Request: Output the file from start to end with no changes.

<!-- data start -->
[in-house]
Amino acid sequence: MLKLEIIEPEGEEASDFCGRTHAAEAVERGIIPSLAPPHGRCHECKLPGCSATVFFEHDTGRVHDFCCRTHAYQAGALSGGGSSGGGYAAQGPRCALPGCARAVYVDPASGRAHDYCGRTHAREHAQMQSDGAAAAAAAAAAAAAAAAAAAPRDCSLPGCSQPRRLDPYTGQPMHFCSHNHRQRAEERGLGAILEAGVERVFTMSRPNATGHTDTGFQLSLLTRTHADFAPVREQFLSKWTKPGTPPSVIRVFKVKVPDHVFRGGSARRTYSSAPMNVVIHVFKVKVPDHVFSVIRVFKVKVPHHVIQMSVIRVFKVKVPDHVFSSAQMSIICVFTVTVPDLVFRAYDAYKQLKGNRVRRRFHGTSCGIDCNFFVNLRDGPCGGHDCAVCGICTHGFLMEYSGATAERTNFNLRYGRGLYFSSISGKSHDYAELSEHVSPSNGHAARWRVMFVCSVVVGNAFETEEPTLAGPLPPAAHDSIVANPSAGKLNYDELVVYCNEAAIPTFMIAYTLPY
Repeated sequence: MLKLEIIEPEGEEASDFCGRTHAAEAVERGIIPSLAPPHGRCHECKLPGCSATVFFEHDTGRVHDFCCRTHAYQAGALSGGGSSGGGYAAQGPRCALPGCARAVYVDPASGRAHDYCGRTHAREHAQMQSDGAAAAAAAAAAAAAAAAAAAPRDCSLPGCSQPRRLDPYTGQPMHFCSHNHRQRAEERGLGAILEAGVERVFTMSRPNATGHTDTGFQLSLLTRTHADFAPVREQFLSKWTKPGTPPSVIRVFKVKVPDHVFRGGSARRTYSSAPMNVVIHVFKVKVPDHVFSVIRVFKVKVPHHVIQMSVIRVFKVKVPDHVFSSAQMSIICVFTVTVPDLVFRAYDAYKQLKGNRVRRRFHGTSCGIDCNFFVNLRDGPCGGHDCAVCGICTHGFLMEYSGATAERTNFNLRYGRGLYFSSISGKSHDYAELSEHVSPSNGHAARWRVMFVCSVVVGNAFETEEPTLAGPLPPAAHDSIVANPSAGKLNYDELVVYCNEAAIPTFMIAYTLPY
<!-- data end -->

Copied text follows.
[in-house]
Amino acid sequence: MLKLEIIEPEGEEASDFCGRTHAAEAVERGIIPSLAPPHGRCHECKLPGCSATVFFEHDTGRVHDFCCRTHAYQAGALSGGGSSGGGYAAQGPRCALPGCARAVYVDPASGRAHDYCGRTHAREHAQMQSDGAAAAAAAAAAAAAAAAAAAPRDCSLPGCSQPRRLDPYTGQPMHFCSHNHRQRAEERGLGAILEAGVERVFTMSRPNATGHTDTGFQLSLLTRTHADFAPVREQFLSKWTKPGTPPSVIRVFKVKVPDHVFRGGSARRTYSSAPMNVVIHVFKVKVPDHVFSVIRVFKVKVPHHVIQMSVIRVFKVKVPDHVFSSAQMSIICVFTVTVPDLVFRAYDAYKQLKGNRVRRRFHGTSCGIDCNFFVNLRDGPCGGHDCAVCGICTHGFLMEYSGATAERTNFNLRYGRGLYFSSISGKSHDYAELSEHVSPSNGHAARWRVMFVCSVVVGNAFETEEPTLAGPLPPAAHDSIVANPSAGKLNYDELVVYCNEAAIPTFMIAYTLPY
Repeated sequence: MLKLEIIEPEGEEASDFCGRTHAAEAVERGIIPSLAPPHGRCHECKLPGCSATVFFEHDTGRVHDFCCRTHAYQAGALSGGGSSGGGYAAQGPRCALPGCARAVYVDPASGRAHDYCGRTHAREHAQMQSDGAAAAAAAAAAAAAAAAAAAPRDCSLPGCSQPRRLDPYTGQPMHFCSHNHRQRAEERGLGAILEAGVERVFTMSRPNATGHTDTGFQLSLLTRTHADFAPVREQFLSKWTKPGTPPSVIRVFKVKVPDHVFRGGSARRTYSSAPMNVVIHVFKVKVPDHVFSVIRVFKVKVPHHVIQMSVIRVFKVKVPDHVFSSAQMSIICVFTVTVPDLVFRAYDAYKQLKGNRVRRRFHGTSCGIDCNFFVNLRDGPCGGHDCAVCGICTHGFLMEYSGATAERTNFNLRYGRGLYFSSISGKSHDYAELSEHVSPSNGHAARWRVMFVCSVVVGNAFETEEPTLAGPLPPAAHDSIVANPSAGKLNYDELVVYCNEAAIPTFMIAYTLPY